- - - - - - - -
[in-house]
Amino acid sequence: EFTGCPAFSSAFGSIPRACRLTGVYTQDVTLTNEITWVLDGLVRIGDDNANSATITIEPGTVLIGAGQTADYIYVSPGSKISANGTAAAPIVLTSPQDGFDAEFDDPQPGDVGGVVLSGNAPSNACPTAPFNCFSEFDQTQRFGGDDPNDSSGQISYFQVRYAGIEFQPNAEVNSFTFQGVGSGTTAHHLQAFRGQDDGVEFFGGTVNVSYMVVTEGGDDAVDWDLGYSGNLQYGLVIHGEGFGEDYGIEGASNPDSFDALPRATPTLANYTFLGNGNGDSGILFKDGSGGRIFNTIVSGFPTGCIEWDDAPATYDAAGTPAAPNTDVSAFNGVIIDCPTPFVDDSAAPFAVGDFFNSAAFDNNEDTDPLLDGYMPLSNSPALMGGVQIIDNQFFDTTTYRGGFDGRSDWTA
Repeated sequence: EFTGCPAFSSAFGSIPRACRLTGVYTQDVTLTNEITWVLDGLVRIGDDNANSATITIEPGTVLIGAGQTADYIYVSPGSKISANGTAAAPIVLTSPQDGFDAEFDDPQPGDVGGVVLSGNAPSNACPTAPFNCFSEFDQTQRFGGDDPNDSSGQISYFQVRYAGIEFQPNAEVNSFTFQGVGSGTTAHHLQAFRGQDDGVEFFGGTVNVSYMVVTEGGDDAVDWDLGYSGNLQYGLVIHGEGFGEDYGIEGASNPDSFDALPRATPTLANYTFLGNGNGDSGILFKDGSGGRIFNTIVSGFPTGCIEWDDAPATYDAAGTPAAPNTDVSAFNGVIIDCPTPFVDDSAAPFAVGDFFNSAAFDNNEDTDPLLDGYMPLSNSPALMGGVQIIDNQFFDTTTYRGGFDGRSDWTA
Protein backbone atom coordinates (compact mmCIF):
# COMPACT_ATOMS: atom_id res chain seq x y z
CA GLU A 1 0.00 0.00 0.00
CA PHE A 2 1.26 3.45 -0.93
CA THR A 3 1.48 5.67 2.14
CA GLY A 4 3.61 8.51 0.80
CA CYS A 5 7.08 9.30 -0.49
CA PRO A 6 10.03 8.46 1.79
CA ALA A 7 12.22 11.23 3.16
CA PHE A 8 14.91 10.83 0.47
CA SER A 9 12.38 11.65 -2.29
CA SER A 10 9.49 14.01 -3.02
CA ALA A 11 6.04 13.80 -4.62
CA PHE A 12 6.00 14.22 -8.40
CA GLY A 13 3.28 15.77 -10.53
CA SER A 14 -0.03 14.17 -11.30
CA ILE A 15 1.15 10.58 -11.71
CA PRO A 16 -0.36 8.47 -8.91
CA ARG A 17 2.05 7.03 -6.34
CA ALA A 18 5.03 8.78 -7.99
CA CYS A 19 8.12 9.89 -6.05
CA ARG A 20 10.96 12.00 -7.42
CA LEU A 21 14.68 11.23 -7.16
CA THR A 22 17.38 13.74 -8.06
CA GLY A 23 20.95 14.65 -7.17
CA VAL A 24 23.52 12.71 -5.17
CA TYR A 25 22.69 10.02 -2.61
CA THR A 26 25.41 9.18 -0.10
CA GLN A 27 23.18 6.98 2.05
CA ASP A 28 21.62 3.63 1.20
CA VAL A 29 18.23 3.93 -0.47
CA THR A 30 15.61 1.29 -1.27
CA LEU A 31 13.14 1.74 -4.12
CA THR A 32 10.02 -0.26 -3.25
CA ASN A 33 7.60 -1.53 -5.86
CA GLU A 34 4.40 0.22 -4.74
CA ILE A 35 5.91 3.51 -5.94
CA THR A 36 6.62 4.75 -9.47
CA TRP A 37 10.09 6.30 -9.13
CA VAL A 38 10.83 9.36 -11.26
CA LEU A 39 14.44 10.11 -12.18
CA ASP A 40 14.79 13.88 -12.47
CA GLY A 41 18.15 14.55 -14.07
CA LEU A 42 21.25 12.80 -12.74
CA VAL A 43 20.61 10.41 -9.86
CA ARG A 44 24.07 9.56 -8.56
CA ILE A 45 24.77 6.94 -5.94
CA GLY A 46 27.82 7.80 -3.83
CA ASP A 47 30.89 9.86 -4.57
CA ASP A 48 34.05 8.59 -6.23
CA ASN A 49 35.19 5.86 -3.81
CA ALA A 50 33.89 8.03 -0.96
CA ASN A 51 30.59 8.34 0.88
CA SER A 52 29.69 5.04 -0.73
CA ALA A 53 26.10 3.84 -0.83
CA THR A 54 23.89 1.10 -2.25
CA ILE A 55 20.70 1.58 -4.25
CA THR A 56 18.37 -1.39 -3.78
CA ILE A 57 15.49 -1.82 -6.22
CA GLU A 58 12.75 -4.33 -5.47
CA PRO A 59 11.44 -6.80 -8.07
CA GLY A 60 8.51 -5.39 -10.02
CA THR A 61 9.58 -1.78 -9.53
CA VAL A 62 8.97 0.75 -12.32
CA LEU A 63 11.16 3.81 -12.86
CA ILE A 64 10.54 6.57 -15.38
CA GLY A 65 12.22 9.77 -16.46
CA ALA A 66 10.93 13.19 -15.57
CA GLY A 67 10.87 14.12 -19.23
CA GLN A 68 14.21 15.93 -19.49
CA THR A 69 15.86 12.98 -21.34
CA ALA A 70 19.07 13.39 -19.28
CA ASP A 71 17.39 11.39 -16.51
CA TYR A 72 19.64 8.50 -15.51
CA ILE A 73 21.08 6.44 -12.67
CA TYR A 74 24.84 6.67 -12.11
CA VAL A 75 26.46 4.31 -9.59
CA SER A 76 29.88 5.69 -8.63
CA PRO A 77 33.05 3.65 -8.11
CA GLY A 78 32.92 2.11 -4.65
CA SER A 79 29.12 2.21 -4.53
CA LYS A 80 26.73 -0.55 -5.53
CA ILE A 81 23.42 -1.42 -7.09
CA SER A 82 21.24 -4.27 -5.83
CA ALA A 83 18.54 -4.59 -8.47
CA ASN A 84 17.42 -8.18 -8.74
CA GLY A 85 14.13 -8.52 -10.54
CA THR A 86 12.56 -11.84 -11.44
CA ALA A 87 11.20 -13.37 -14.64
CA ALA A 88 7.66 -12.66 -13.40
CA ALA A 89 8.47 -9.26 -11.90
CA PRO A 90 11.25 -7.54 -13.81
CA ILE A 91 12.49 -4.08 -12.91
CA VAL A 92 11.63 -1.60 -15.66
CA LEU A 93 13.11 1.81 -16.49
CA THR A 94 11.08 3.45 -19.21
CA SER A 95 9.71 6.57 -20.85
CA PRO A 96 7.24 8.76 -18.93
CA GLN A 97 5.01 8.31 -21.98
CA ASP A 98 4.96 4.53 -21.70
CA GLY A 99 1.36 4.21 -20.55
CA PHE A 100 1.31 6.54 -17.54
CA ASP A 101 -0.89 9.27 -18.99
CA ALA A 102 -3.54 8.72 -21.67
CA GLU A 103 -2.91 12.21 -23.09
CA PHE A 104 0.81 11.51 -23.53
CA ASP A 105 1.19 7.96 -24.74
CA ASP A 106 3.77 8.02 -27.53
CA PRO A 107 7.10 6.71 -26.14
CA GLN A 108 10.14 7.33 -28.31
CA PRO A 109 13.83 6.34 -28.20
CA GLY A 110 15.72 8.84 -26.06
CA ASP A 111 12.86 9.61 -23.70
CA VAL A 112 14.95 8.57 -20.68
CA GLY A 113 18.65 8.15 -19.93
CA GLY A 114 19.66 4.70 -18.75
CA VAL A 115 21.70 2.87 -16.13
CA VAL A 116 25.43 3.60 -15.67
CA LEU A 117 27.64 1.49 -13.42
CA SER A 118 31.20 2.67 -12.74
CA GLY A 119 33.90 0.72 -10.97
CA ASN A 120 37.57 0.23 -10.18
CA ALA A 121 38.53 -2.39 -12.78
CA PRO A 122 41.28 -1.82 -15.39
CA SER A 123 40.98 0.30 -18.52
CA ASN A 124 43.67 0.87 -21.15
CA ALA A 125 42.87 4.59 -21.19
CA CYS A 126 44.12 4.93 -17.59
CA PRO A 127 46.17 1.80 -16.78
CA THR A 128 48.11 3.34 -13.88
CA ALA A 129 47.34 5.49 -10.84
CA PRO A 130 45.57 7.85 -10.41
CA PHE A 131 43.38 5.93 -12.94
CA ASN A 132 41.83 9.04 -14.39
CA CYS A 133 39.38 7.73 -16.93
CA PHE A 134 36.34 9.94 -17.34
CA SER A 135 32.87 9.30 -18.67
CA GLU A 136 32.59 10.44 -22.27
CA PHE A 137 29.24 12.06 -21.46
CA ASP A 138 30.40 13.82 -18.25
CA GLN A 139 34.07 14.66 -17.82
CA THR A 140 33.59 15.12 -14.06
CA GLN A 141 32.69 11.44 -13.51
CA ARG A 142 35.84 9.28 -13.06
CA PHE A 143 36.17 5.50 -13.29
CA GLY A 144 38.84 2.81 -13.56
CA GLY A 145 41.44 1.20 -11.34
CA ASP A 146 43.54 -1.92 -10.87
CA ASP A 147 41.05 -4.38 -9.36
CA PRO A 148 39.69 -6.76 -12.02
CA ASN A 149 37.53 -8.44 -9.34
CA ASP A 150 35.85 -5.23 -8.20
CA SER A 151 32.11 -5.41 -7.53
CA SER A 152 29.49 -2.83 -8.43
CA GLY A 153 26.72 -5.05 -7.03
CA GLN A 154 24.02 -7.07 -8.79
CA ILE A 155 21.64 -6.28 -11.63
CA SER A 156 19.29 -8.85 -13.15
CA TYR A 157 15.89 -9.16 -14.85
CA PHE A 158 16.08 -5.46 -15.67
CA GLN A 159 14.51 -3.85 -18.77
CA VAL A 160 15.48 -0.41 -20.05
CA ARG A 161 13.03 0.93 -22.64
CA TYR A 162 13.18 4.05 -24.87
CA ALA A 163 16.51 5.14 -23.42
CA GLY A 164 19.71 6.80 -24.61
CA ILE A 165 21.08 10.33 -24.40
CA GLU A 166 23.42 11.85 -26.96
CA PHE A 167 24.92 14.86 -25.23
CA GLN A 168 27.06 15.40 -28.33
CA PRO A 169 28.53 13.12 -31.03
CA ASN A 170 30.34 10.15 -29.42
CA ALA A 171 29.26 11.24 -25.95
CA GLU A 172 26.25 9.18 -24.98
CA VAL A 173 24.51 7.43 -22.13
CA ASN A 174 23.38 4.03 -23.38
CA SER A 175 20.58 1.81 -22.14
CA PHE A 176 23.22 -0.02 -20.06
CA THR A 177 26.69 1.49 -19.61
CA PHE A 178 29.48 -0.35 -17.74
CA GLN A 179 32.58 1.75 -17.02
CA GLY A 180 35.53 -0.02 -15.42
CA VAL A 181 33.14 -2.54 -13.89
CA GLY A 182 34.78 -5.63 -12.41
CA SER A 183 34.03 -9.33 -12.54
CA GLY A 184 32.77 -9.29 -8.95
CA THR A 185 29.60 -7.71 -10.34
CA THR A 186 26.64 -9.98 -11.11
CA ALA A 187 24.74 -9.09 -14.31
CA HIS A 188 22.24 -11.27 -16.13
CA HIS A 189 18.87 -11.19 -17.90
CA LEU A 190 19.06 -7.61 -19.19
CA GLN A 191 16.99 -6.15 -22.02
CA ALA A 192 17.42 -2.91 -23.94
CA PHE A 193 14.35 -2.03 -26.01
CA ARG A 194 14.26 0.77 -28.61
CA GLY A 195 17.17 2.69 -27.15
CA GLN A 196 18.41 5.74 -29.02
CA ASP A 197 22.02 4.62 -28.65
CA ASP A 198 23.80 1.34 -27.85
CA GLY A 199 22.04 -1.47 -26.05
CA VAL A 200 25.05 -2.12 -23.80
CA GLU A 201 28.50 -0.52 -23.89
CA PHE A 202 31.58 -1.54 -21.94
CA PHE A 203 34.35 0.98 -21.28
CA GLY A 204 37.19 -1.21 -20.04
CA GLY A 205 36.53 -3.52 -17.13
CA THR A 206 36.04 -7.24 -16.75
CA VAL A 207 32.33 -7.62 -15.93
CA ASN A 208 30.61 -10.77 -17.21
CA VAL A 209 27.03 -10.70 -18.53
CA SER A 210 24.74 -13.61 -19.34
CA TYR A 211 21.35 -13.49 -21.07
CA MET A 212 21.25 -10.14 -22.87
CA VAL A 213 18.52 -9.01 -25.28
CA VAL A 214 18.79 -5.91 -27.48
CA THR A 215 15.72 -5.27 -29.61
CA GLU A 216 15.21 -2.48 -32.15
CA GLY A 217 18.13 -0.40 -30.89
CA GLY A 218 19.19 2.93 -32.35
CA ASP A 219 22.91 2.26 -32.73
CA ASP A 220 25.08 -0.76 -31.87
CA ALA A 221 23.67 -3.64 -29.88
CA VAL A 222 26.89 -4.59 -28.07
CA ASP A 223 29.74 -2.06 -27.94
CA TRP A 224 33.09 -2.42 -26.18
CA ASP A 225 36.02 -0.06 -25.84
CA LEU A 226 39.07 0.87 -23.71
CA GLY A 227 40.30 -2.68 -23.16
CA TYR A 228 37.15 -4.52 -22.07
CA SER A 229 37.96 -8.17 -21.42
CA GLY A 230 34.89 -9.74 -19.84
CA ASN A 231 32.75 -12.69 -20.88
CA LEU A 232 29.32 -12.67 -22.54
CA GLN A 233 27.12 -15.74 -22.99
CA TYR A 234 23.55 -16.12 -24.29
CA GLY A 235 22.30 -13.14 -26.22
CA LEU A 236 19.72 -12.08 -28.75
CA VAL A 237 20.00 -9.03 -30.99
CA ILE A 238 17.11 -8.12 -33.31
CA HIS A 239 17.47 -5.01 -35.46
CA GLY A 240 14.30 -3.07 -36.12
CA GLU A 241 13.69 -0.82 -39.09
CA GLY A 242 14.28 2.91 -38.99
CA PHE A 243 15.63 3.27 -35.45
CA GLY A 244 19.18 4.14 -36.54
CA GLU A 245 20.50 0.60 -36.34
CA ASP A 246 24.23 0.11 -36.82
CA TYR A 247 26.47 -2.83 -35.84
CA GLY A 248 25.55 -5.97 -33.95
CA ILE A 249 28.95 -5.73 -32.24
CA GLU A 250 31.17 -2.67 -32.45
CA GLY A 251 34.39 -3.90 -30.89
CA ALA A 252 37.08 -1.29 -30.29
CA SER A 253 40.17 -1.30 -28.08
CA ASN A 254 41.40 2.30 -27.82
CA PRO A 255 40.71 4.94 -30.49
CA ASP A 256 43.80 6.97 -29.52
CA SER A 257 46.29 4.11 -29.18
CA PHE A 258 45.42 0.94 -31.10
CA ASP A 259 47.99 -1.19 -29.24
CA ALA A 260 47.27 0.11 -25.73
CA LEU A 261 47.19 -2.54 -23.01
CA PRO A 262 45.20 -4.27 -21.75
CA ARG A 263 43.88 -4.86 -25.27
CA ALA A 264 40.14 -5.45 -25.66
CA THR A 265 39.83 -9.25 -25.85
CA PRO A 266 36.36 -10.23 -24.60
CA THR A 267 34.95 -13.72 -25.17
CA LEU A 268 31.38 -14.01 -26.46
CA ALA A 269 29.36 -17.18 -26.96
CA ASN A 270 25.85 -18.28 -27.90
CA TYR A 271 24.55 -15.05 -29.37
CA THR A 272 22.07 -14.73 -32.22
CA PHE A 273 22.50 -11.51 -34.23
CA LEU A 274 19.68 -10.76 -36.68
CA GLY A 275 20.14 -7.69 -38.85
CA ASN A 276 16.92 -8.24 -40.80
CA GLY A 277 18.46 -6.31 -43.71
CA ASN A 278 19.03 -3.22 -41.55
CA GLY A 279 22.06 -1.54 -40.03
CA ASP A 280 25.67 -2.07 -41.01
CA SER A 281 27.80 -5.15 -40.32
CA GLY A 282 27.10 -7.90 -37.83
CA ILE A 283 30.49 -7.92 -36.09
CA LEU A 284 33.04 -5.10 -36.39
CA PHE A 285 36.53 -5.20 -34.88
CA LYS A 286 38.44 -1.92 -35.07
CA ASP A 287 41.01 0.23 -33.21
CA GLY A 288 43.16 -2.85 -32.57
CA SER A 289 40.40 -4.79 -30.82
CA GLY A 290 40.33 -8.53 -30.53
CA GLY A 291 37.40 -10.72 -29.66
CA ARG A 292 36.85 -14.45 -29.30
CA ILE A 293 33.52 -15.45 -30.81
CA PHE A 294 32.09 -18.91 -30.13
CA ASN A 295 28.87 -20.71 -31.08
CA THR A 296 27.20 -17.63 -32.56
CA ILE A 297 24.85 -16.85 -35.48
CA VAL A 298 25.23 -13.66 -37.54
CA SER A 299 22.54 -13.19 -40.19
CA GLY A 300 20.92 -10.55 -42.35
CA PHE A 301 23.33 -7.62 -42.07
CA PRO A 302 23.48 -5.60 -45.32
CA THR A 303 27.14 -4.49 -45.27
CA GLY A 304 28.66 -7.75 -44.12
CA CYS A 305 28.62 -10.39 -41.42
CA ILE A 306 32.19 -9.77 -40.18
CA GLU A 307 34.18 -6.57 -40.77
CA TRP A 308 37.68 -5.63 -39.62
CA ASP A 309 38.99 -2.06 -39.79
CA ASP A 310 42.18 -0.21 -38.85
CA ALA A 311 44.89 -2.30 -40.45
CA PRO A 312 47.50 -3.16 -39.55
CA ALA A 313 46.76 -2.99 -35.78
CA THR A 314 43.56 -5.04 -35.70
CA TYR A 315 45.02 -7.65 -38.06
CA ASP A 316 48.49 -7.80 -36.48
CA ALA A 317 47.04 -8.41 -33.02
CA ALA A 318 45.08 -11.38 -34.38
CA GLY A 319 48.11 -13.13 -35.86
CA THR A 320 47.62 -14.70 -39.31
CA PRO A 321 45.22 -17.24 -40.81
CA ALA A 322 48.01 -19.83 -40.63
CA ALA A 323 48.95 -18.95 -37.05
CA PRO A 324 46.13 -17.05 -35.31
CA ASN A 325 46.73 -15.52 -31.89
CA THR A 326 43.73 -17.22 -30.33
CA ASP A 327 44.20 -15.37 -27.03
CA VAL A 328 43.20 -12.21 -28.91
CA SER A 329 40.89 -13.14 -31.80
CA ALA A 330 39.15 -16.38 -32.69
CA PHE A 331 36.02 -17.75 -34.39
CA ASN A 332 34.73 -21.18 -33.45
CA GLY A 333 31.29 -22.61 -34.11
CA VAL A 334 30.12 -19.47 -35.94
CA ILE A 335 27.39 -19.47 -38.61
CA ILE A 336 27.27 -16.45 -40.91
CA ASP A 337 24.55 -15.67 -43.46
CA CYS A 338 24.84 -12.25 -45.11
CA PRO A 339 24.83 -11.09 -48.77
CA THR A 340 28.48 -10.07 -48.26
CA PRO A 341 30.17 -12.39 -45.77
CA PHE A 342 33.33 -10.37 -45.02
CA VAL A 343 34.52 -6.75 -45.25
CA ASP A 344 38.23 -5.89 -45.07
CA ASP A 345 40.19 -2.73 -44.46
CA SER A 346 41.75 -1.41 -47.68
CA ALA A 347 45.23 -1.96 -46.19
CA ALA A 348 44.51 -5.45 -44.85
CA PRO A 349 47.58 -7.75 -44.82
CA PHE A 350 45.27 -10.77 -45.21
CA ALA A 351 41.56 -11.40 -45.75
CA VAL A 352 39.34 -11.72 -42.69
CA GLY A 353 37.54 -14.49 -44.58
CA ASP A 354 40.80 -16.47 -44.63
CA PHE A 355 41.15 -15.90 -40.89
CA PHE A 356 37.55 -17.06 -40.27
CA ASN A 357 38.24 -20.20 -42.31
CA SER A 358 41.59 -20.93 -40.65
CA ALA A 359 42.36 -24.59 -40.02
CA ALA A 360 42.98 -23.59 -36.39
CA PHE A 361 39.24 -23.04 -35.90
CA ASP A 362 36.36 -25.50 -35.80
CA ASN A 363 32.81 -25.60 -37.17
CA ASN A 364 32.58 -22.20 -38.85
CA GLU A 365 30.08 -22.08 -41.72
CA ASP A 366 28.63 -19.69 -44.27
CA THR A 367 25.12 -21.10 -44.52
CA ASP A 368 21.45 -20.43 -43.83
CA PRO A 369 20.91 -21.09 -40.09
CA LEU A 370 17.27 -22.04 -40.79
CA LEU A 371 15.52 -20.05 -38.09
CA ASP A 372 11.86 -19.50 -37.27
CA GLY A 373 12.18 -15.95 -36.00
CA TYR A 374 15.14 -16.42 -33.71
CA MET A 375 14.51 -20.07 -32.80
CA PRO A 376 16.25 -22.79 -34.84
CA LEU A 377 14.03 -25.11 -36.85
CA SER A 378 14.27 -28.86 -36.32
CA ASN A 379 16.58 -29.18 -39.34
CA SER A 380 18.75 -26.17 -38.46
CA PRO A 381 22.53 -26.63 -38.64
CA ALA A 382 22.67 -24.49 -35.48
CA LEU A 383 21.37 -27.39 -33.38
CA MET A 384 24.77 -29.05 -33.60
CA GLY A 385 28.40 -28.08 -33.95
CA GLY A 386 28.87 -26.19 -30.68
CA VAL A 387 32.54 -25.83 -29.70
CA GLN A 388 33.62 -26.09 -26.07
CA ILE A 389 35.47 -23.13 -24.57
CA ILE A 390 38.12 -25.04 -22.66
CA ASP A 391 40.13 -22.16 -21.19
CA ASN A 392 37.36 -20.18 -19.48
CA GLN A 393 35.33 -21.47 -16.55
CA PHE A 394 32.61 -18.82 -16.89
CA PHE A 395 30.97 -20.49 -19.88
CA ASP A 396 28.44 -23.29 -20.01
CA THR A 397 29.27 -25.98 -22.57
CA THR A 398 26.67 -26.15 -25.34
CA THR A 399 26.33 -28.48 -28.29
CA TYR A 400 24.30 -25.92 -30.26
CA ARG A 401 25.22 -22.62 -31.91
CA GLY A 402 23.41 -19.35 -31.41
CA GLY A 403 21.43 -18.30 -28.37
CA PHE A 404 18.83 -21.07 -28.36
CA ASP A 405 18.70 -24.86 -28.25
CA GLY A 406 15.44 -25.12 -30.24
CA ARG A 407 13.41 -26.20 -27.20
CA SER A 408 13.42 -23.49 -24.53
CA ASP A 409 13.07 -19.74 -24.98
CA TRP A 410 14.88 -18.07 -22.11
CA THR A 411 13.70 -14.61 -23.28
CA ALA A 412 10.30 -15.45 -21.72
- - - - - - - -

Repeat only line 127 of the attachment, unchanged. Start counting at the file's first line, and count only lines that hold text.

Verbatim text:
CA PRO A 122 41.28 -1.82 -15.39